Do keep us posted on how the Reclast dose goes, I hope it goes okay!
        Sincerely,
        Charlene.

  • #20168
     Steve Dragoo 
    Participant

    @al-aceituno

    Hi Al,

    Yep everyone has a different situation and hopefully some of the other forums here will shed light on some ideas that may help you.  I have  several different things I do/take everyday that do help. But if you have PAH that can cause breathlessness even though the O2 looks good, usually it is accompanied with a rapid increase in heart rate.

    Steve

  • #20176
     Anne Philiben 
    Participant

    I have a real problem getting out of bed in the AM.  Fortunately I don’t have to be anywhere.   I sleep a lot and can fall asleep easily.

     

  • #20178
     Wendy Dirks 
    Participant

    Hi, Charlene –

    Before I was diagnosed with PF (I have hypersensitivity pneumonitis), I had several clots in both lungs after a history of DVT. I basically slept for two months and was barely awake and sitting up for another month. Afterward, one of the clues that there was something else wrong was the complete change in my sleeping habits a year later. I sleep a minimum of 10 hours every night. If I get less than that, I need a nap in the afternoon. Getting up in the morning is very difficult and I’m rarely out of bed before 11:00. Fortunately, I’m semi-retired so I don’t have to worry about work. I wonder if poor sleep quality overnight due to the PF is responsible for sleeping so long and so late. Once I’m awake, I potter around forever before I’m dressed and ready for the day to begin. It’s frustrating because the day is over then before I feel as if I’ve accomplished anything. I think, unfortunately, that sleeping for long hours is the new normal for PF patients.

    I don’t have any suggestions except to try and honour your body’s needs as best you can.

    Best wishes,

    Wendy

  • #20186
     Charlene Marshall 
    Keymaster

    Hi Wendy,

    Thanks for sharing your thoughts and contributing to this topic thread. Sorry to hear of your struggles and that you can relate to this recent annoyance for me, which is what I call it. I’m glad you don’t have to follow a schedule that requires you to be up and out of bed early in the morning; honouring our bodies needs is so important as you say. I know the quality of our sleep is likely effected by IPF, which may contribute to how tired we are despite sleeping well. Do you use oxygen to sleep Wendy? I think you’re right re: that excessive sleeping is indeed a new normal for those of us living with IPF/PF. Hang in there and thanks for sharing!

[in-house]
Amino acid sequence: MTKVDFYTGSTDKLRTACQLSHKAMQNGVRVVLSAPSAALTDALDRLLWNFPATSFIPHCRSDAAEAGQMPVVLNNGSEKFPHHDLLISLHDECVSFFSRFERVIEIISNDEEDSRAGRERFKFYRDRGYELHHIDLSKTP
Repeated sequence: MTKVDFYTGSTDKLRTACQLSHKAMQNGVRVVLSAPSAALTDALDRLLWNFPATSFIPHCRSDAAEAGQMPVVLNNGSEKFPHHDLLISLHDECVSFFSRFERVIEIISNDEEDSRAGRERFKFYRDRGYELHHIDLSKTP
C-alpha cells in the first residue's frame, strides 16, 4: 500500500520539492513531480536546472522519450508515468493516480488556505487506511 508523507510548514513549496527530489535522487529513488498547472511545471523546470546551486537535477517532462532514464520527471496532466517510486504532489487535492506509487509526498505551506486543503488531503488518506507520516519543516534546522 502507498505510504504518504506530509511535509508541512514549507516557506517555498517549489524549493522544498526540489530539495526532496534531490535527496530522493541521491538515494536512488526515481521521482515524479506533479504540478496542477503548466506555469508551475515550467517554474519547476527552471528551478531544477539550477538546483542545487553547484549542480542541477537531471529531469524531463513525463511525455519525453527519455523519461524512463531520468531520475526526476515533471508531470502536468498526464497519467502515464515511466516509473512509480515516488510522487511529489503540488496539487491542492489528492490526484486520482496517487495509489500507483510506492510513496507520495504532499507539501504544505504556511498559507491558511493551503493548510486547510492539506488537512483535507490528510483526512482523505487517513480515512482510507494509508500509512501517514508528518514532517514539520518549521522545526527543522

Charlene.

    • #20189
       Wendy Dirks 
      Participant

      Hi, Charlene – I don’t use oxygen at all yet but I wonder if it would help me sleep less! At the moment, my medical team thinks my illness is progressing slowly and aren’t doing anything except monitoring me and encouraging me to exercise. I use a steroid inhaler but that’s about it. I hope you manage to find a solution. I can’t imagine how I could work any more. It’s just not possible. Best wishes, Wendy

  • #20190
     Charlene Marshall 
    Keymaster

    Hi Wendy,

    Thanks for getting back to me, I wonder that as well. Maybe your lungs are working hard through the night (and day!) and tiring you out a bit more than you’d expect, which could be relieved with oxygen use? Of course it depends on other factors like your saturations, test results, etc but maybe something to talk to your doctor about. I always sleep with oxygen on, and use it periodically throughout the day – like today when it feels like 41 degrees C here 🙂

    Talk to you soon,
    Charlene.

  • #20510
     Linda Williams 
    Participant

    Hi Charlene et al.  I am fortunate that I do not have to work any more, age 74. Diagnosed last year with IPF but extreme fatigue for 2 straight months + cough that wouldn’t stop is what took me to Dr. At the time the flu was going around and I thought maybe I had that. Also had pneumonia back in 1993 and barely could drag self across the hall to bathroom. But that lasted less than a week.  I am not on oxygen at all either yet.  But I have learned not to make any morning appointments or plans. It takes me all morning to start to move around much except to get some breakfast (not cooking) and sit in lounge chair.  Going to cardiologist next week for first time to check with him results  of  an echocardiogram I recently had, seems I have probably have Pulmonary Hypertension as well. Fatigue is one of its symptoms also.  These really put a dent in social life as well as working. I do not know how you do it.  I recently had a cousin have to get SSI after a stroke – it took two years to be approved.  Are you sure you want to wait to apply Charlene?  Do you have someone to talk to about this?  Sometimes we push ourselves to continue activities that really are detrimental to ourselves.  I hope you get back to not feeling so fatigued but I think it will continue to cycle unfortunately.   Linda Williams

    • #20531
       Charlene Marshall 
      Keymaster

      Hi Linda,

      Glad you aren’t having to navigate working full-time with this disease, it sure isn’t easy! Like you, I try to be most productive in the mornings or space out what I need to achieve in order to set myself up for the most success. This usually impacts my weekends more than my week day as I thrive with routine, but it is getting harder and harder. Being in an office environment during cold and flu season (coming up) is something I’ve been thinking a lot about as well!